To reckon with the world as it is, we need religious literacy.  We need to know something about the basic beliefs and practices of the world’s religions. . . . Today we have plenty of Christians doing Christian theology in public, plenty of atheists doing atheology in public, and plenty of perennial philosophers telling the public that all religions are one.  Our airwaves and bookstores are clogged with angry arguments for this religion and against that religion.  On Hardball and other television shows that sound like they were named by adolescent boys, producers regularly pit ideologues on the Secular Left against ideologues on the Religious Right.  So there is no shortage of religious (and antireligious) name-calling.  What is missing is this second way of talking about religion–a voice that sounds more like the old-fashioned news gathering of CBS and the BBC than like the contemporary vituperations of Fox News and MSNBC.  This book has tried to speak in this different voice, offering new ways to enter into the ten thousand gates of human religiosity.

religion, part 4: refuge

I have been flirting with Buddhism for over a decade.

Writing that makes me feel a little like a religious dilettante, and in fact that’s a charge I would be hard pressed to refute.  I am serially in love with belief systems.  Each one I learn about is like a window into another lovely way of looking at existence.  When my friend started practicing Wicca fifteen years ago I read everything I could find about it, and immediately started thinking of my life as a passage from Maiden to Mother* to Crone.  I have read a little about Islam, a little about the LDS Church, a little about Hinduism, a little about Jainism, and quite a lot about Judaism and Catholicism.

What has come out of it for me is the realization that, as I’ve tried to show in the previous posts in this series, religion is inextricable from culture.  Every religion formed as part of one or more cultures, and every culture formed around one or more religions.  It’s a symbiotic development.  For a particularly easy example, all of the foot-washing in the New Testament is more about the dusty desert roads in Judea than it is about a specific action needed for salvation.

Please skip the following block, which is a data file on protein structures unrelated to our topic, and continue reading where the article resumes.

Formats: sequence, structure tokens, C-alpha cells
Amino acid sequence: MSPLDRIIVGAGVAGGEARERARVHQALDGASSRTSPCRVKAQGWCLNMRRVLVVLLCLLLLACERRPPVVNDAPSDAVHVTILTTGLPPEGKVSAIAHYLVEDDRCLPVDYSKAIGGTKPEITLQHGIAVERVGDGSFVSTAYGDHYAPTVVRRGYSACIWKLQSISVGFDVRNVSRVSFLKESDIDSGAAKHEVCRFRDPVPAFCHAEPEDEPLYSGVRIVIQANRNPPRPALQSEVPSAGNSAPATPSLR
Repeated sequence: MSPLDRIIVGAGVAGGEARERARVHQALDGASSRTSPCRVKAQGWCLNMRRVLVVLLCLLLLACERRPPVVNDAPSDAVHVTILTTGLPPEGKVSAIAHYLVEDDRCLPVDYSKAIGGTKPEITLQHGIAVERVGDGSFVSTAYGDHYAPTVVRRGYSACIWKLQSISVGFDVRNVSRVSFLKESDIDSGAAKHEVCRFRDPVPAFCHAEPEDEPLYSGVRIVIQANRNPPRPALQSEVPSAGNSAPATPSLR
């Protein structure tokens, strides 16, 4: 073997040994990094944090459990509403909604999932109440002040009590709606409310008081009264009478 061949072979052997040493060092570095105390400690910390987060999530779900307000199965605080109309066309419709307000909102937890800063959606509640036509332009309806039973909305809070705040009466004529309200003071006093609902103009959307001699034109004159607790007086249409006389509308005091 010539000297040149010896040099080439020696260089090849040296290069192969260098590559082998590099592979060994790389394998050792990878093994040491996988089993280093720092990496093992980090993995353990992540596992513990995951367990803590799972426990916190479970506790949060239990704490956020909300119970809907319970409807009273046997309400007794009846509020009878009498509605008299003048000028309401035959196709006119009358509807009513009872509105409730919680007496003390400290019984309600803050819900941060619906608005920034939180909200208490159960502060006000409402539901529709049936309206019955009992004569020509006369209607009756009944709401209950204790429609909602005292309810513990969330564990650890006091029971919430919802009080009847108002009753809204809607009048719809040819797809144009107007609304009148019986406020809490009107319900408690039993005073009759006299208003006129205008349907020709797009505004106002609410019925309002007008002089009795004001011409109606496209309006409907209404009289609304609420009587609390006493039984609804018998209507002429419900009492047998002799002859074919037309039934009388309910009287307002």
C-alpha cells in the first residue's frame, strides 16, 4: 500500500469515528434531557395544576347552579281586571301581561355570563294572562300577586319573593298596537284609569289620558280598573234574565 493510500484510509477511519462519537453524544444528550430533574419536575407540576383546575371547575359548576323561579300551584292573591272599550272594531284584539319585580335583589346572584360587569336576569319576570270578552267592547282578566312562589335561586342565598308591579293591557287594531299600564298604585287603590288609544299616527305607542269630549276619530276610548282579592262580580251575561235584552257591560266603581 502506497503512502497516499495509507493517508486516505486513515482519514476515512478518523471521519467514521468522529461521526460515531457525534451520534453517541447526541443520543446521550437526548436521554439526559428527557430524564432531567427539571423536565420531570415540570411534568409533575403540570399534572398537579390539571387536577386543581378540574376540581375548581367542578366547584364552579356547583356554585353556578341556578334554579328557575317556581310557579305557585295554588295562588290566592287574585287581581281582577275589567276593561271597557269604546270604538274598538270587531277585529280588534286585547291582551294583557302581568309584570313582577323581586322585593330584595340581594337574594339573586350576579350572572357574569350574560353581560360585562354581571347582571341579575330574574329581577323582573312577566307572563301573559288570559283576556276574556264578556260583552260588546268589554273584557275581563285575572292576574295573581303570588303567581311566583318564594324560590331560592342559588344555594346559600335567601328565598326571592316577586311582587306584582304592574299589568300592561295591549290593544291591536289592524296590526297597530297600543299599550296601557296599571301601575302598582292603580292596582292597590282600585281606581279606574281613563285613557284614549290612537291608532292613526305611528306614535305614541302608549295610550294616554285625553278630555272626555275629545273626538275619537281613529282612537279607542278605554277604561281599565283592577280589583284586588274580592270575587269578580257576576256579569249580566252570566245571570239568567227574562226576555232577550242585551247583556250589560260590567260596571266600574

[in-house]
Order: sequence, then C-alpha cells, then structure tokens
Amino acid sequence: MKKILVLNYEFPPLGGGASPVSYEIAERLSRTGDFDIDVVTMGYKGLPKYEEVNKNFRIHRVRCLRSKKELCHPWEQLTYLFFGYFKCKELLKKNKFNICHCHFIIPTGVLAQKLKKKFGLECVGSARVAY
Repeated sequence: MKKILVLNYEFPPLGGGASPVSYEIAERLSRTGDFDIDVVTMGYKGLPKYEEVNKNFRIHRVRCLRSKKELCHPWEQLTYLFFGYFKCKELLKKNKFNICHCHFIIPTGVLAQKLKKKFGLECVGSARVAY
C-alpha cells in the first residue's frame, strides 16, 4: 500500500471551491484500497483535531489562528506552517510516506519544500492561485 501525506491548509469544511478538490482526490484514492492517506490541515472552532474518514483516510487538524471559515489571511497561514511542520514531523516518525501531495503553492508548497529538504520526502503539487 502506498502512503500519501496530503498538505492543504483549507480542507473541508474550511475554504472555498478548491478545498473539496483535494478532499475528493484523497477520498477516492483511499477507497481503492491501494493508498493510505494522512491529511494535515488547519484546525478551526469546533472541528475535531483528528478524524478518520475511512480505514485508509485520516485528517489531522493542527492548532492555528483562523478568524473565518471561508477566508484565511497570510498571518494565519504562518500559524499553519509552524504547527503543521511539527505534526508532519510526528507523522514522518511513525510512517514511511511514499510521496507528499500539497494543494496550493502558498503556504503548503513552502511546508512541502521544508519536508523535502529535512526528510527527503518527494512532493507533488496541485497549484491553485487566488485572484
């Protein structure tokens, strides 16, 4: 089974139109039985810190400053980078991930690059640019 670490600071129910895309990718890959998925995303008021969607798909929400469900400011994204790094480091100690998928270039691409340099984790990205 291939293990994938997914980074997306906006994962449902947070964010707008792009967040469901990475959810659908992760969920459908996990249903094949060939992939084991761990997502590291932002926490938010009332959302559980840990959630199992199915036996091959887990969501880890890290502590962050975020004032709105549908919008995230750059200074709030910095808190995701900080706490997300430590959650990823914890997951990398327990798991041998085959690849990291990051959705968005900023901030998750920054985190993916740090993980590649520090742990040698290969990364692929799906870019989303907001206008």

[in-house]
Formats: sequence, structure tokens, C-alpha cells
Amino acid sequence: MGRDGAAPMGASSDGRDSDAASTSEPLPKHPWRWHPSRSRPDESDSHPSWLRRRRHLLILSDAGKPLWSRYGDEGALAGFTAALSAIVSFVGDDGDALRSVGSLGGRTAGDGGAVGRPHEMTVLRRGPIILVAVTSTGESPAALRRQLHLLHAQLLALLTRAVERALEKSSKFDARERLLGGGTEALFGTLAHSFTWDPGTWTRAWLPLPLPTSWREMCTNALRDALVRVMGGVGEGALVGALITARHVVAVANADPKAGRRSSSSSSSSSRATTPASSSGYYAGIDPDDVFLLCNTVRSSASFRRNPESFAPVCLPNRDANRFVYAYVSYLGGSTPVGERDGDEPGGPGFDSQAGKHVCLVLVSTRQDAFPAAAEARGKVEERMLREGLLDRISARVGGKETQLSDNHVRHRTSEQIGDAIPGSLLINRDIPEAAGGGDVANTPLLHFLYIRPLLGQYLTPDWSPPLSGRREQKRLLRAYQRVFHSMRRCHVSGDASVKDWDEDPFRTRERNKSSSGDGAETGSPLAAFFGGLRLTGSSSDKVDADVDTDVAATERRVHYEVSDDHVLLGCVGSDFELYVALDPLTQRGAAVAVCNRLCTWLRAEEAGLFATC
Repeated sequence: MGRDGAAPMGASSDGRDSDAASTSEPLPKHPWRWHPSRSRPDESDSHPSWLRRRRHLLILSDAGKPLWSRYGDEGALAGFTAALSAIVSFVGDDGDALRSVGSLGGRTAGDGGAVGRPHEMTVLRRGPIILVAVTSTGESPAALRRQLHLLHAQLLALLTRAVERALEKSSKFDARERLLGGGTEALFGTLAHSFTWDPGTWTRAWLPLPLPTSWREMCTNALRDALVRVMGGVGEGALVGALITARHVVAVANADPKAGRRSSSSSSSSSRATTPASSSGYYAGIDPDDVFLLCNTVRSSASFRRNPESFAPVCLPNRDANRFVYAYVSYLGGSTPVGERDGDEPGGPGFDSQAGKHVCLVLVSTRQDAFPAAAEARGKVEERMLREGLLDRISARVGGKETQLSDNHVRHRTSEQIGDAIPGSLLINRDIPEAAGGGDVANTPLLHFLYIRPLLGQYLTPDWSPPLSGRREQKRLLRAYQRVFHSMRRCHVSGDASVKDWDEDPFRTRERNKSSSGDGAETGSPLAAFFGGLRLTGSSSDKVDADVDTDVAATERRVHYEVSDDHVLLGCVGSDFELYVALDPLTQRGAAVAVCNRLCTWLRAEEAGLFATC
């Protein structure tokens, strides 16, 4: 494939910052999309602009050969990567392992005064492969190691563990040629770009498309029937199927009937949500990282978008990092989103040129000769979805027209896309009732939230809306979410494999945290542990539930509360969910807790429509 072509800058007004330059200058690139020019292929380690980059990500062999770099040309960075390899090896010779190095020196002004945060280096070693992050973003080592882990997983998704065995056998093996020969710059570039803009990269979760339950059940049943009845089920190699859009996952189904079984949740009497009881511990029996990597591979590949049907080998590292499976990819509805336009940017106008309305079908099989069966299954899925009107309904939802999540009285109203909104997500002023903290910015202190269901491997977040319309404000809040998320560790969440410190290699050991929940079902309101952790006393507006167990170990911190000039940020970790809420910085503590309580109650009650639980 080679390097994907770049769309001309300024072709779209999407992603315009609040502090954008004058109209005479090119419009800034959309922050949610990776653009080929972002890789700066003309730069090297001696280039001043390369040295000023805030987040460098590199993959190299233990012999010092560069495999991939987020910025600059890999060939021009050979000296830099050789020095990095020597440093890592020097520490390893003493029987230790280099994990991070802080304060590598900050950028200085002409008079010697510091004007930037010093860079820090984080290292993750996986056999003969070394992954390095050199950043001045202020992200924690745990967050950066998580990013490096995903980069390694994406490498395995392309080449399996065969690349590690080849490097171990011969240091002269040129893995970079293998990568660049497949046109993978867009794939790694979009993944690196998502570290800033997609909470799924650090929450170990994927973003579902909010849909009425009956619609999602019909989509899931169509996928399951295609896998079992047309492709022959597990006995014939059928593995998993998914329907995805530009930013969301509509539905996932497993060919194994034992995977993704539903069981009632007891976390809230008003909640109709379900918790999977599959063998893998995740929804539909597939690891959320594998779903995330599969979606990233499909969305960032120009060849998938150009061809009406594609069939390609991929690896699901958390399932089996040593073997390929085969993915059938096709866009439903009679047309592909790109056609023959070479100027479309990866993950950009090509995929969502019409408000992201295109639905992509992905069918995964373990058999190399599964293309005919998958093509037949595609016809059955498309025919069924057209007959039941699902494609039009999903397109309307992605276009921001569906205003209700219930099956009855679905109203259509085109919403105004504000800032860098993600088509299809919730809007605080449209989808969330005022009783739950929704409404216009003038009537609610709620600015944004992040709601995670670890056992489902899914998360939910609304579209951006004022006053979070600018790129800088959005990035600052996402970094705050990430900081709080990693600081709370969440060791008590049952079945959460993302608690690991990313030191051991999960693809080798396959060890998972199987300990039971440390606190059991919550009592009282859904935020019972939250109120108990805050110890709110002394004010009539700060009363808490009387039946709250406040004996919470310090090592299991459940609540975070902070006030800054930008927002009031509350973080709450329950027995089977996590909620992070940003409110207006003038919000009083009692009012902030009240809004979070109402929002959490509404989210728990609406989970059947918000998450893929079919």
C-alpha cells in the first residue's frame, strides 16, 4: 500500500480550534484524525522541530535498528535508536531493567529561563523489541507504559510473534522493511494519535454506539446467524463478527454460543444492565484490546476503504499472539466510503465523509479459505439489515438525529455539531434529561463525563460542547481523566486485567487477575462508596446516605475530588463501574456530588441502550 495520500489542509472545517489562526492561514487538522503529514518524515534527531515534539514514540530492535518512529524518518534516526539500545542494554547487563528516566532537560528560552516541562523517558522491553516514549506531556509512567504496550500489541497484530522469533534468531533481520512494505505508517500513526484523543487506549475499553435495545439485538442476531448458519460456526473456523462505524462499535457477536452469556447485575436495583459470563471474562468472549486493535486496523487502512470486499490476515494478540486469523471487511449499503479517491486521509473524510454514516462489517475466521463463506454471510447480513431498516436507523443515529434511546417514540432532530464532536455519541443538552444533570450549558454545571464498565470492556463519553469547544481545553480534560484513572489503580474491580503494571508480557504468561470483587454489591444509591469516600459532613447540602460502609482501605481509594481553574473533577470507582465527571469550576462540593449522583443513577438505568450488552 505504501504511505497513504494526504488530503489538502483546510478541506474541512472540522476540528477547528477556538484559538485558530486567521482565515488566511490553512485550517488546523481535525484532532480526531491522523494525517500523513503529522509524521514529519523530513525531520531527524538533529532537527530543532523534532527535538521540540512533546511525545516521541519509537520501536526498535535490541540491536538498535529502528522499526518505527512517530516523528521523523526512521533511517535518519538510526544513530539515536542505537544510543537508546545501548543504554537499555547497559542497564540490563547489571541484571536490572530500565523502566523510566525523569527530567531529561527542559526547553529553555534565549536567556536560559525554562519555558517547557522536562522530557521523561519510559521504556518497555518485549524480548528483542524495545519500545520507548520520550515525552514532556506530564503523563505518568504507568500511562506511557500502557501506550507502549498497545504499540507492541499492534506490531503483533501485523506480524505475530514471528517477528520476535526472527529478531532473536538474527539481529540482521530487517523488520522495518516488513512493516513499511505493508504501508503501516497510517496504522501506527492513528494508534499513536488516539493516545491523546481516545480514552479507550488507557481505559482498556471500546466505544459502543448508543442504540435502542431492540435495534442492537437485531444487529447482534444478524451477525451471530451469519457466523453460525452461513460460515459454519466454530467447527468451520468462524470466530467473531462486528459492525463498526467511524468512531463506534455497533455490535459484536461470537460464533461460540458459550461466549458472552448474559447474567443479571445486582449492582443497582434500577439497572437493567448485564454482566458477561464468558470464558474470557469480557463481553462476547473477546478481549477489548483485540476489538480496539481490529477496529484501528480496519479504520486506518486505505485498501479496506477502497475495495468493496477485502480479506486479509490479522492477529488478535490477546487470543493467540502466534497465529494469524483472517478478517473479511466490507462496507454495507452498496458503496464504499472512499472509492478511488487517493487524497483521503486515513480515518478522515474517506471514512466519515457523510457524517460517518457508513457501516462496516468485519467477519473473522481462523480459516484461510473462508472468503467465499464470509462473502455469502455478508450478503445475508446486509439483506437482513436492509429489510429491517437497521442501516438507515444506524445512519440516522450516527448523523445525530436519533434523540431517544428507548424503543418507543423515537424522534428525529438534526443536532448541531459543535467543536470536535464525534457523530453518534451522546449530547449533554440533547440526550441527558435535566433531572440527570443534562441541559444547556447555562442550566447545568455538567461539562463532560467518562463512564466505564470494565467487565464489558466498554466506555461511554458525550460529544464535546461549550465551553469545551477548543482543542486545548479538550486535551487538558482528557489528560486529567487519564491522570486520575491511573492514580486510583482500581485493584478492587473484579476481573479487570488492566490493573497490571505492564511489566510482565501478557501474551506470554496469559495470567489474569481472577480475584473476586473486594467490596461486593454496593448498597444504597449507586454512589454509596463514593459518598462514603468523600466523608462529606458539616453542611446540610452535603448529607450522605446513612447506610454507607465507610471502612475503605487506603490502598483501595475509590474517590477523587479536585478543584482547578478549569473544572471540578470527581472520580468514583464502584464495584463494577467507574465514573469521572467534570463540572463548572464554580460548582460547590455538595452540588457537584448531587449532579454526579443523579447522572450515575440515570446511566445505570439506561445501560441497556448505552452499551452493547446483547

Buddhism is no different.  Like the other major religions it has its different schools of thought (Mahayana, Theravada, Vajrayana), but like the other major religions it developed and evolved with the cultures that surrounded it:

Himalayan India, Sri Lanka, Southeast Asia, Tibet, China, Korea, Japan.  Extremely diverse cultures, and each gave rise to a unique practice.  I spent a fair amount of time (as a tourist) in Theravada temples in Southeast Asia and never failed to be awed.  Throughout, though, the imprint of the specific local culture was always clear.  The temples in Burma include shrines to nats (local supernatural beings).  Some of the temples in Thailand house massage schools.  In other words, Buddhism is a strong tradition with immutable unifying features (the Four Noble Truths, the Eightfold Path, the Three Gems) in all of its forms, but it has adapted over the centuries to the cultures to which it was brought.

Is it now adapting to the West?  Is a new practice developing in the United States and Europe, as some authors think?

I have read and read and read about Buddhism.  The core of it speaks to me:  the idea, which I also see in the Judaism of my husband’s family, of religion as practice, spiritual practice without the necessity of God.  As I have mentioned before I have been practicing the metta meditation.  I have tried to proceed respectfully, without cultural appropriation, and have avoided diving into a beautiful and established belief system with the enthusiastic destructiveness of the amateur.

The more I learn, the more I want to know.

*Or, apparently, directly from Maiden to Crone.

religion, part 3: beshert